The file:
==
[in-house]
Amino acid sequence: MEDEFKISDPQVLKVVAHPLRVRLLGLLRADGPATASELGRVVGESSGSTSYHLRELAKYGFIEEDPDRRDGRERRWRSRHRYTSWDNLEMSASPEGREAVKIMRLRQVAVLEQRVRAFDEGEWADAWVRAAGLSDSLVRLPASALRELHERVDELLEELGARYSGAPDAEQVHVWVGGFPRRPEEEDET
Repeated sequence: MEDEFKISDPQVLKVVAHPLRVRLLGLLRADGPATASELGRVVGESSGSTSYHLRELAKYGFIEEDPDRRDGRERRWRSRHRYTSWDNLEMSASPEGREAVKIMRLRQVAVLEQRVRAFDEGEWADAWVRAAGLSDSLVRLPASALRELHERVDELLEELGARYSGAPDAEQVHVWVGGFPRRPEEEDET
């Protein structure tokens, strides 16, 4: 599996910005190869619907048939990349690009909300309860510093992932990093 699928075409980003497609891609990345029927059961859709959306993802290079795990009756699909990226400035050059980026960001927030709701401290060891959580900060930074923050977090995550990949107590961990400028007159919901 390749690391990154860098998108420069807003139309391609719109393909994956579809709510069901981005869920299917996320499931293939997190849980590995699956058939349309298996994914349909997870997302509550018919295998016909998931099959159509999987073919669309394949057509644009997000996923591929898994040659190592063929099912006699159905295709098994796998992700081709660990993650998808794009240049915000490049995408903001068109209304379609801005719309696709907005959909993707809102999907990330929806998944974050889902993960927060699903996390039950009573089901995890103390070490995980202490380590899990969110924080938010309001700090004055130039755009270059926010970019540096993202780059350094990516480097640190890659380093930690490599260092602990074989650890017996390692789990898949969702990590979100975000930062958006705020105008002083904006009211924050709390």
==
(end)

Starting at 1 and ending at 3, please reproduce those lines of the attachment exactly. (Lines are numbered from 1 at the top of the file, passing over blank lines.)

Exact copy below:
[in-house]
Amino acid sequence: MEDEFKISDPQVLKVVAHPLRVRLLGLLRADGPATASELGRVVGESSGSTSYHLRELAKYGFIEEDPDRRDGRERRWRSRHRYTSWDNLEMSASPEGREAVKIMRLRQVAVLEQRVRAFDEGEWADAWVRAAGLSDSLVRLPASALRELHERVDELLEELGARYSGAPDAEQVHVWVGGFPRRPEEEDET
Repeated sequence: MEDEFKISDPQVLKVVAHPLRVRLLGLLRADGPATASELGRVVGESSGSTSYHLRELAKYGFIEEDPDRRDGRERRWRSRHRYTSWDNLEMSASPEGREAVKIMRLRQVAVLEQRVRAFDEGEWADAWVRAAGLSDSLVRLPASALRELHERVDELLEELGARYSGAPDAEQVHVWVGGFPRRPEEEDET